If the purpose of the sale is key person life insurance, address any special circumstances that stress the value of the applicant to the business. Relate whatever industry experience the applicant has and how that experience contributes to the company’s value. If the application is being made to cover a business loan, state the reason for the loan and the terms of the arrangement.

If the application is for estate planning purposes, the cover letter should indicate how the value of the estate was determined. Are there special needs individuals involved or any unusual pattern of gifting or charitable interests? Is there a trust being created that will own the policy, and might that lead to a replacement application being submitted later in the underwriting process? These are issues that, if explained upfront, can smooth and shorten the underwriting timeline.

For applications where the applicant has a criminal background, address the probation and parole timelines, and give the underwriter a sense of what the applicant’s life has been like since the debt to society was paid.

If you are applying for larger amounts of coverage but think the applicant’s financials could be a concern, the cover letter should provide assurances of why the coverage is justified. Because advisors know that some clients tend to minimize their income and assets on applications, it’s the advisor’s task to identify all sources of income to build the case for the benefit being requested. Assets such as club memberships, company cars, performance bonuses and stock offerings can enhance the amount of coverage an applicant can qualify for, but it’s up to the advisor to bring the necessary information to the underwriter’s attention.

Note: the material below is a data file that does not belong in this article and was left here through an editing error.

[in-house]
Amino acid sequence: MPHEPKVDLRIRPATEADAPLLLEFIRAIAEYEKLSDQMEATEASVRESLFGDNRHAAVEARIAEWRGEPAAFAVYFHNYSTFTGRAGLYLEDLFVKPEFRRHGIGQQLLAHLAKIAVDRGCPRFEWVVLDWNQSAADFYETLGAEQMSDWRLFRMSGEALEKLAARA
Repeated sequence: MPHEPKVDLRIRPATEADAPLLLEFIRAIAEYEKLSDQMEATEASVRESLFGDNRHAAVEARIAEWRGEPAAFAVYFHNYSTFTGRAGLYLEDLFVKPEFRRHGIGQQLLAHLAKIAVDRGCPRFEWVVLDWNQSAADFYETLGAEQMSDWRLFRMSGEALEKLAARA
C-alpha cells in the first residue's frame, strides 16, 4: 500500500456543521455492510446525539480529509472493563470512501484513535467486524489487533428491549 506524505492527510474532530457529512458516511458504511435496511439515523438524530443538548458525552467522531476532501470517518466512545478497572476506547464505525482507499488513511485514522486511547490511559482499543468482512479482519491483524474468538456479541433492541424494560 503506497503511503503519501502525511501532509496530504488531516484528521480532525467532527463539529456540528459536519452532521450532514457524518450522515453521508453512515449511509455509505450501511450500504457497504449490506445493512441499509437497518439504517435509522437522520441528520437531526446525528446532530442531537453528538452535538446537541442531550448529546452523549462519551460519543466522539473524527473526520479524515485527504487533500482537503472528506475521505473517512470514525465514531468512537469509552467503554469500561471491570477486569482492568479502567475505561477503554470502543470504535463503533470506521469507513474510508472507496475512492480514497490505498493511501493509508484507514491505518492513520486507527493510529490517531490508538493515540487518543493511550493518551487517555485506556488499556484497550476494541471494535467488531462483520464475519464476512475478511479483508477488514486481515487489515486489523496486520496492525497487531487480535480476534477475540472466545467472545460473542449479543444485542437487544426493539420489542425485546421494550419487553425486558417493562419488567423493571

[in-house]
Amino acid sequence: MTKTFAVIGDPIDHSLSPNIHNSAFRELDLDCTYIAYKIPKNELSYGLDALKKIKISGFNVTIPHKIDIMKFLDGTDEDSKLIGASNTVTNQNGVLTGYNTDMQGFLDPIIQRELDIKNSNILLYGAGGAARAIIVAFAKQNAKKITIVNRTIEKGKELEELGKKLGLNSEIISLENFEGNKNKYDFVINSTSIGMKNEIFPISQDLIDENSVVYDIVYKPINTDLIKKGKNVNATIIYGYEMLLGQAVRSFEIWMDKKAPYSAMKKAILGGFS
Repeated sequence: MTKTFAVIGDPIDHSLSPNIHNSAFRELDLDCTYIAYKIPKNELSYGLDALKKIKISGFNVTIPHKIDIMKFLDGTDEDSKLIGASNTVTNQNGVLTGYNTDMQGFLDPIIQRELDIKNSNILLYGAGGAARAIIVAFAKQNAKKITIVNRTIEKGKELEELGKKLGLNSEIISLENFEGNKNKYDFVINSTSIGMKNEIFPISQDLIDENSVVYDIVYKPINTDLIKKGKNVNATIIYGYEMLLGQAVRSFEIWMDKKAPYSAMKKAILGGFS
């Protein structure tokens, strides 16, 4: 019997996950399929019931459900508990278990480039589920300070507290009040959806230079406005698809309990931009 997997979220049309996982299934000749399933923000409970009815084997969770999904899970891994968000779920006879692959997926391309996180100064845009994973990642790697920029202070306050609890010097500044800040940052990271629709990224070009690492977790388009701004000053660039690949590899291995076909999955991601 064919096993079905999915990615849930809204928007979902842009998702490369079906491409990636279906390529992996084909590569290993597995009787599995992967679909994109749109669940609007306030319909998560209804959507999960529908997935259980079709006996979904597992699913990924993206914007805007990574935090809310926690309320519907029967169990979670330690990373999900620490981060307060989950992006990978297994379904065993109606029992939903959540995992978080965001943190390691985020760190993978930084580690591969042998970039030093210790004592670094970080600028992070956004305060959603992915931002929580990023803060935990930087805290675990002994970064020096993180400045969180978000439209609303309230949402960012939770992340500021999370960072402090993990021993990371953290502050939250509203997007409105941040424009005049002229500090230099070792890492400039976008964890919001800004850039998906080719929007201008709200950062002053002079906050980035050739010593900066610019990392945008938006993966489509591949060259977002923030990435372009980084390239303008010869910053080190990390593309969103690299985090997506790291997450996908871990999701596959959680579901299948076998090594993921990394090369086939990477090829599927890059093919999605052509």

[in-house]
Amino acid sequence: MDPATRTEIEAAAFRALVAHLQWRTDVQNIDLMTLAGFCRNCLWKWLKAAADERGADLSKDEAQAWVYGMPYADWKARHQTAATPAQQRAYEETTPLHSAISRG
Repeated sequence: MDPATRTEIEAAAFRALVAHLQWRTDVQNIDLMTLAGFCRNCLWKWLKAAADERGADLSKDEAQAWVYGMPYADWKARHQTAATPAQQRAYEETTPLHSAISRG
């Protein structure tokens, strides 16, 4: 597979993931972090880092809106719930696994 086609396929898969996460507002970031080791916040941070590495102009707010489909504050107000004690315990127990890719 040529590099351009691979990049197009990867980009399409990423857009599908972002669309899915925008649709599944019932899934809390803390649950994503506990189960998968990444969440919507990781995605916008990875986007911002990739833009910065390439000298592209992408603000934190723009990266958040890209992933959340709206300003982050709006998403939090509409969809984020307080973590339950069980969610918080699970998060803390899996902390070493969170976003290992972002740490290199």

In cases where applicants have an avocation that can require a rating, a cover letter can help. Typically, any kind of questionnaire about the activity will just address the basic statistics and certification to perform the activity. A cover letter can speak to any awards, advanced training and skill levels that the applicant has attained, as well as any specific safety measures that can put the underwriter more at ease with the risk.

Although only a small percentage of life insurance applications are accompanied with an advisor’s cover letter, those advisors who do send a letter experience an easier underwriting process. Make it a habit to bring your client alive in the eyes of the underwriter by providing an introduction. It will add efficiency to your applications and give your client the most favorable impression possible with the person making the final underwriting decision.

Gregory E. Schwabe, FLMI, is national marketing director for First American Insurance Underwriters, a Needham, Mass.-based insurance brokerage firm. He may be contacted at [email protected] .